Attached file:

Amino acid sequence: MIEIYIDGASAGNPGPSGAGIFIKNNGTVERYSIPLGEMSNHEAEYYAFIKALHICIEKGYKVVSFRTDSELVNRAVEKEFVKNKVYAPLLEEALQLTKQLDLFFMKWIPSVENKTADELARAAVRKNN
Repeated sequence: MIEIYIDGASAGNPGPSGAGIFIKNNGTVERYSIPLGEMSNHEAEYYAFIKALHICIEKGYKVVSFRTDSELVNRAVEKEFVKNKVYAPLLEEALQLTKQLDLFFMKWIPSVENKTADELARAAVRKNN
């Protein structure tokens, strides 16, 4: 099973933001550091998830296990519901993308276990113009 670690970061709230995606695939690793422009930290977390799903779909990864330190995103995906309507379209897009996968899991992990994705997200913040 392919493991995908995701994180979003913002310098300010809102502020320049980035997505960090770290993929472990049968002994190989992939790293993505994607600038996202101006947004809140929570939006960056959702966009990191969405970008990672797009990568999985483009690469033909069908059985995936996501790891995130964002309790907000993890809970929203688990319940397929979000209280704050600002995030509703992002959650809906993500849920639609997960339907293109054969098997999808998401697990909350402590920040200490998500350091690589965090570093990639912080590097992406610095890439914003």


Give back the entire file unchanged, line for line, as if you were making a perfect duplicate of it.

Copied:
Amino acid sequence: MIEIYIDGASAGNPGPSGAGIFIKNNGTVERYSIPLGEMSNHEAEYYAFIKALHICIEKGYKVVSFRTDSELVNRAVEKEFVKNKVYAPLLEEALQLTKQLDLFFMKWIPSVENKTADELARAAVRKNN
Repeated sequence: MIEIYIDGASAGNPGPSGAGIFIKNNGTVERYSIPLGEMSNHEAEYYAFIKALHICIEKGYKVVSFRTDSELVNRAVEKEFVKNKVYAPLLEEALQLTKQLDLFFMKWIPSVENKTADELARAAVRKNN
């Protein structure tokens, strides 16, 4: 099973933001550091998830296990519901993308276990113009 670690970061709230995606695939690793422009930290977390799903779909990864330190995103995906309507379209897009996968899991992990994705997200913040 392919493991995908995701994180979003913002310098300010809102502020320049980035997505960090770290993929472990049968002994190989992939790293993505994607600038996202101006947004809140929570939006960056959702966009990191969405970008990672797009990568999985483009690469033909069908059985995936996501790891995130964002309790907000993890809970929203688990319940397929979000209280704050600002995030509703992002959650809906993500849920639609997960339907293109054969098997999808998401697990909350402590920040200490998500350091690589965090570093990639912080590097992406610095890439914003």